What do I stand for?


I was listening to a podcast with John Hattie not too long ago and one of his new focuses is on daily professional conversations with colleagues and the impact a teacher has on student learning every single day.  My last post was named intentionED and I still think that is really important to have daily intentions as a way to prime the pump, but we also need to reflect on our actual daily impact on student learning.  And not our perception of our impact, our actual impact.  This would require us to obtain feedback from others; students, colleagues, parents. Do you dare ask others for feedback? What is your daily impact?

One way to help you live in alignment with your daily intentions and impact would be to examine your core values.  Organizations are made up of people. Often we receive someone else’s vision, mission and no one has asked us about our own beliefs and values. At the end of the day, it is those individuals carrying out their own individual values, not necessarily the organization or district values.

I think as an adult and a student for that matter it is really important to know your values.  First, you can look at a list of values. Elena Aguilar has a really beautiful list here. Next you can circle the ones that really stand out and mean something to you.  I like to write all the words on Post-it notes. Then I put them into categories, look for patterns and trends, you will see some commonalities.  The idea is to sieve through the words and get down to your top 3-5 values.

Next, reflect how your daily actions and your speech align with your values?  Are you living in alignment? Would others know what you stand for? Ask them.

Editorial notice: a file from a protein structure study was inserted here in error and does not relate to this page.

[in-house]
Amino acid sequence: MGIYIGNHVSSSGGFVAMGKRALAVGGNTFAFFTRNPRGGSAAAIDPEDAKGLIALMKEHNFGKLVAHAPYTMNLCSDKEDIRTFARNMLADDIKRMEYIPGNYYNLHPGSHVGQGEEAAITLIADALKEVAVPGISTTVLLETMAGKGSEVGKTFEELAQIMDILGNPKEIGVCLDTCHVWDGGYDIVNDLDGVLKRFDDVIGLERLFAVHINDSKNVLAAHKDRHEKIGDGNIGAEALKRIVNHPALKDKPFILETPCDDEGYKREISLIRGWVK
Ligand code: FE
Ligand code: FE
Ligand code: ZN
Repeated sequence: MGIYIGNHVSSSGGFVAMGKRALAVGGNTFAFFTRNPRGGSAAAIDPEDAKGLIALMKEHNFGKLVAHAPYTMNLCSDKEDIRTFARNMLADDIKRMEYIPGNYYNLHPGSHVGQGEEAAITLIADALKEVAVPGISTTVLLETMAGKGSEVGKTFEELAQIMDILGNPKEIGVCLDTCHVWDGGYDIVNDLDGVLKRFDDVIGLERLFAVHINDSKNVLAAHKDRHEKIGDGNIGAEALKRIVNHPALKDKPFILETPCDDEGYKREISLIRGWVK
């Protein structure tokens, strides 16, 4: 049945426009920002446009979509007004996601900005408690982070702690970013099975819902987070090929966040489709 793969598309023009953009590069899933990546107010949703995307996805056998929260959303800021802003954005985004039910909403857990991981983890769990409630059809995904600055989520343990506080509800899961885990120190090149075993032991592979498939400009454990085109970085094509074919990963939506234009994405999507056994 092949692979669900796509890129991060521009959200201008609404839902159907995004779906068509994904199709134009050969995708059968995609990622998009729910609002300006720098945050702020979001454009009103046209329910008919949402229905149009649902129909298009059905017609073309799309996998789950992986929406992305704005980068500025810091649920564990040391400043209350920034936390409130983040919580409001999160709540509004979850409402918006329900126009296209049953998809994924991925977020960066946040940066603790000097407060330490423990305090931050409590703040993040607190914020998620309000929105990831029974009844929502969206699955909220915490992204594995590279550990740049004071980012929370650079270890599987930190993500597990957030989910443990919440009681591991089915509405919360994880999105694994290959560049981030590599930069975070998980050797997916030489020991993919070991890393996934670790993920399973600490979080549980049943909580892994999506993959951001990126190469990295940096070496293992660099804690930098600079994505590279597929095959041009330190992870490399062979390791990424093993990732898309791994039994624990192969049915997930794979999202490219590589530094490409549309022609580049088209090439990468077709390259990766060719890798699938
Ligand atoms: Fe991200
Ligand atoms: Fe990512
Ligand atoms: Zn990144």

This is a really great activity to do with staff, colleagues, friends, and students in your classroom.  It is really important to know your own values and also the values of others. This can be a breakthrough tool when collaborating and working together. We see each other in a different way, we learn to look at each other differently.  We learn to honor each other in a new way. I often sing the praises of EL Education schools. They have a set of 10 founding principles (scroll down to the bottom) that guide their schools and I am telling you they are so profound and compelling, just read them.  Students learn solid values and know what they stand for. They are getting quite a different, meaningful education than most and ELs model is something we can all learn from.

My top three core values are 1. Meaningful work  2. Family and 3. Joy.  I am doing my best daily to live in alignment with these values and remind myself when I set my daily intentions, that these are at the core of my being and this is who I want to be. I reflect on am I making am impact? How do I know?

intentionED and impactED educators know their core values and live in alignment with them. All students have the right to examine their core values and what better place than at school to discover them and learn about others values.  Then maybe, we can learn to understand and tolerate each other more.  Something our culture can certainly benefit from now more than ever.

What do you stand for?